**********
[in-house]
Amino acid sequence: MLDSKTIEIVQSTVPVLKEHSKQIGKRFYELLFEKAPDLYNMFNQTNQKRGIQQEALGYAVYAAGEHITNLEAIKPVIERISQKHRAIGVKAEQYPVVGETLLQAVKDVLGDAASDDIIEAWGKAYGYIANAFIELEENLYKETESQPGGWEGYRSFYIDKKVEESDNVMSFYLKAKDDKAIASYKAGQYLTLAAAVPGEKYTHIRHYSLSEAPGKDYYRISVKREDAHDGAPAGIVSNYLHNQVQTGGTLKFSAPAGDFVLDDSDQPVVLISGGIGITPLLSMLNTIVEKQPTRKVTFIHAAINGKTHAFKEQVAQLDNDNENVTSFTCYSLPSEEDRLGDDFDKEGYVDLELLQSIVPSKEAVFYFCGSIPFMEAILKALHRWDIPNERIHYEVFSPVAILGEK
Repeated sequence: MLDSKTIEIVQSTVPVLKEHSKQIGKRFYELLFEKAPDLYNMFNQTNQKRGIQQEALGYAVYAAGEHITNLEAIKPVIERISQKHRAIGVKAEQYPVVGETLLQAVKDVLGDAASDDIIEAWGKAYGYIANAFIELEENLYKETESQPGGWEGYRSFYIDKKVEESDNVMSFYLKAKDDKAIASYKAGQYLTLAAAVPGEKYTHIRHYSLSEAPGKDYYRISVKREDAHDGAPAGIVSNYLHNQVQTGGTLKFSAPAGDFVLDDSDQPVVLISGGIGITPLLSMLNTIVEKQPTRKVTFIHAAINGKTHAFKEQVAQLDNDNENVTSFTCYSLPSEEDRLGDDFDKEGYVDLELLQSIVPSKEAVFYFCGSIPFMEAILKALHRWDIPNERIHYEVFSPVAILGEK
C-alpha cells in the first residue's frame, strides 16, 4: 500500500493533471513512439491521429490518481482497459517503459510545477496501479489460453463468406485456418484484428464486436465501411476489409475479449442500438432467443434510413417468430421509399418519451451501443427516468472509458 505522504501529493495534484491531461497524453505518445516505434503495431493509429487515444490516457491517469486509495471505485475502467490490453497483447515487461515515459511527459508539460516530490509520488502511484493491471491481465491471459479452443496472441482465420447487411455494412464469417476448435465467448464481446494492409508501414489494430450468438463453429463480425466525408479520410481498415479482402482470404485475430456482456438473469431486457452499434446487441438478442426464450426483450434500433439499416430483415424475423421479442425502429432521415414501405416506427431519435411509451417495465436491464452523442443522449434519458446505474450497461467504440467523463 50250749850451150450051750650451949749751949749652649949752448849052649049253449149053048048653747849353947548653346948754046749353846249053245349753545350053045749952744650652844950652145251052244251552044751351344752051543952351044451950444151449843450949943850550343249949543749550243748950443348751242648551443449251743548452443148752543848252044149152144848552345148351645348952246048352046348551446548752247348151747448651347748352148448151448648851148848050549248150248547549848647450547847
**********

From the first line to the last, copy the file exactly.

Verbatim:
[in-house]
Amino acid sequence: MLDSKTIEIVQSTVPVLKEHSKQIGKRFYELLFEKAPDLYNMFNQTNQKRGIQQEALGYAVYAAGEHITNLEAIKPVIERISQKHRAIGVKAEQYPVVGETLLQAVKDVLGDAASDDIIEAWGKAYGYIANAFIELEENLYKETESQPGGWEGYRSFYIDKKVEESDNVMSFYLKAKDDKAIASYKAGQYLTLAAAVPGEKYTHIRHYSLSEAPGKDYYRISVKREDAHDGAPAGIVSNYLHNQVQTGGTLKFSAPAGDFVLDDSDQPVVLISGGIGITPLLSMLNTIVEKQPTRKVTFIHAAINGKTHAFKEQVAQLDNDNENVTSFTCYSLPSEEDRLGDDFDKEGYVDLELLQSIVPSKEAVFYFCGSIPFMEAILKALHRWDIPNERIHYEVFSPVAILGEK
Repeated sequence: MLDSKTIEIVQSTVPVLKEHSKQIGKRFYELLFEKAPDLYNMFNQTNQKRGIQQEALGYAVYAAGEHITNLEAIKPVIERISQKHRAIGVKAEQYPVVGETLLQAVKDVLGDAASDDIIEAWGKAYGYIANAFIELEENLYKETESQPGGWEGYRSFYIDKKVEESDNVMSFYLKAKDDKAIASYKAGQYLTLAAAVPGEKYTHIRHYSLSEAPGKDYYRISVKREDAHDGAPAGIVSNYLHNQVQTGGTLKFSAPAGDFVLDDSDQPVVLISGGIGITPLLSMLNTIVEKQPTRKVTFIHAAINGKTHAFKEQVAQLDNDNENVTSFTCYSLPSEEDRLGDDFDKEGYVDLELLQSIVPSKEAVFYFCGSIPFMEAILKALHRWDIPNERIHYEVFSPVAILGEK
C-alpha cells in the first residue's frame, strides 16, 4: 500500500493533471513512439491521429490518481482497459517503459510545477496501479489460453463468406485456418484484428464486436465501411476489409475479449442500438432467443434510413417468430421509399418519451451501443427516468472509458 505522504501529493495534484491531461497524453505518445516505434503495431493509429487515444490516457491517469486509495471505485475502467490490453497483447515487461515515459511527459508539460516530490509520488502511484493491471491481465491471459479452443496472441482465420447487411455494412464469417476448435465467448464481446494492409508501414489494430450468438463453429463480425466525408479520410481498415479482402482470404485475430456482456438473469431486457452499434446487441438478442426464450426483450434500433439499416430483415424475423421479442425502429432521415414501405416506427431519435411509451417495465436491464452523442443522449434519458446505474450497461467504440467523463 50250749850451150450051750650451949749751949749652649949752448849052649049253449149053048048653747849353947548653346948754046749353846249053245349753545350053045749952744650652844950652145251052244251552044751351344752051543952351044451950444151449843450949943850550343249949543749550243748950443348751242648551443449251743548452443148752543848252044149152144848552345148351645348952246048352046348551446548752247348151747448651347748352148448151448648851148848050549248150248547549848647450547847